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Tim Ruhnke truhnke at esu.edu
Fri Feb 17 10:39:47 EST 1995

hey folks,
  i've been reading these posts regarding defintions of parasitism, and 
suddenly it reminded me of readings of sir karl popper that i did some 
years back.  he put forth that definitions seem for the most part to be 
the province of SCHOLASTICISM.  in popper selections (ed. david miller) 
he leads off chapter 6 with a quote from f.p. ramsey's the foundation of 
mathmatics, "the chief danger to our philosophy, apart from laziness and 
wooliness, is scholasticism, ... which is treating what is vague as if it 
were precise."  popper posits that much of scholasticism is only so much 
empty verbiage and is in fact an impediment to the growth of thought.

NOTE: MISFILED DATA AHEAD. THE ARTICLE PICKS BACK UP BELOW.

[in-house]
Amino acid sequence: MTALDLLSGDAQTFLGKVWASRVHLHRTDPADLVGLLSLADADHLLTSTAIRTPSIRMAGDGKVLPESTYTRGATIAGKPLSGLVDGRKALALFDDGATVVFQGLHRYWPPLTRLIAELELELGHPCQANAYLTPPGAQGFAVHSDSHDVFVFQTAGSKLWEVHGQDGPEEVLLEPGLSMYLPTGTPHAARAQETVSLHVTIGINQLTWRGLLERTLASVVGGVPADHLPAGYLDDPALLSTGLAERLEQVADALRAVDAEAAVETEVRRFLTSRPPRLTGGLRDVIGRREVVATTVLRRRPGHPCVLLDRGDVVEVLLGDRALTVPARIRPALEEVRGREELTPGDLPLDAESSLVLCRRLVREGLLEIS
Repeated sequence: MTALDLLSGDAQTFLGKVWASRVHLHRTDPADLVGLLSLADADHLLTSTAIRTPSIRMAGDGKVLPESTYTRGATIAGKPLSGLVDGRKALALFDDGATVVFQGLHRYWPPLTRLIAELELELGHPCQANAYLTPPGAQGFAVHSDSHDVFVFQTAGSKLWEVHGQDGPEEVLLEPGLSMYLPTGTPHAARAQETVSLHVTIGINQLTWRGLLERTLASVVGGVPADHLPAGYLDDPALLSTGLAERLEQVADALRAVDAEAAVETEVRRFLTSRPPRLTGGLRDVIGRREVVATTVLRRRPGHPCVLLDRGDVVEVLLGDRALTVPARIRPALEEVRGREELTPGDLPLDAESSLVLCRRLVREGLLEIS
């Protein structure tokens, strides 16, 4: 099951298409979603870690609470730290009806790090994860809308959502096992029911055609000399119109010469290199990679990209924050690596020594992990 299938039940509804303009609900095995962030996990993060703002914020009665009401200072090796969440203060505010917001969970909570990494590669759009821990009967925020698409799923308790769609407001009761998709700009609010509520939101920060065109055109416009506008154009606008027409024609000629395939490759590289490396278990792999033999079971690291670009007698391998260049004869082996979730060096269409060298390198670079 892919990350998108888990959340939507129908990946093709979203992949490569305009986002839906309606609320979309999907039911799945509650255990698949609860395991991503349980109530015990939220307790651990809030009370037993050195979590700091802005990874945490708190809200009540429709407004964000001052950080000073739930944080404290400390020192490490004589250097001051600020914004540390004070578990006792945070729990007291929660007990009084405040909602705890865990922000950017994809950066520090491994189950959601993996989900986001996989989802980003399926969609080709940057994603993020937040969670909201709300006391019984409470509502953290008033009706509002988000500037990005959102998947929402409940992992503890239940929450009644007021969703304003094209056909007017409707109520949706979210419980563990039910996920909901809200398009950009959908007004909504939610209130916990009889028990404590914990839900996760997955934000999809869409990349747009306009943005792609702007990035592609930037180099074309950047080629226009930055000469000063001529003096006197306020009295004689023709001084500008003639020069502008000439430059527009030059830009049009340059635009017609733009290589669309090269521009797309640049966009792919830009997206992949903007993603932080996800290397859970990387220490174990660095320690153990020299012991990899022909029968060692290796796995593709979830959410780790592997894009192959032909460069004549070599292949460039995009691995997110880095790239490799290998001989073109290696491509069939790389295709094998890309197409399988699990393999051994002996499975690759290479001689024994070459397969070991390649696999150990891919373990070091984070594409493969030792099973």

that said, let's look at what we do.  we study parasitic animals.  when 
i talk to the folks in my place of employment, they seem to generally 
grasp what a parasitic oranism.  sure, one can engage in semantic 
discussions (arguments?) about THE definition of parasitism, as if there 
might be one.  no, a ship's hull is not a host, neither is a petri dish.  
insofar as they might FUNCTION in some way as a host in order for us to 
learn something about our animal of study is simply the use of available 
  the whole issue reminds me of some of the discussions i've seen in the 
systematic/evolution literature.  someone advances a rather interesting 
idea about an issue/concept.  others then argue points about definitions, 
as if that might vitiate the idea raised.  of course, most of the 
interesting arguments i've heard (and participated in!!) along this line 
have been in bar rooms, not class rooms.  so i guess we know there proper 
  any comments??
have a great day!!
tim ruhnke

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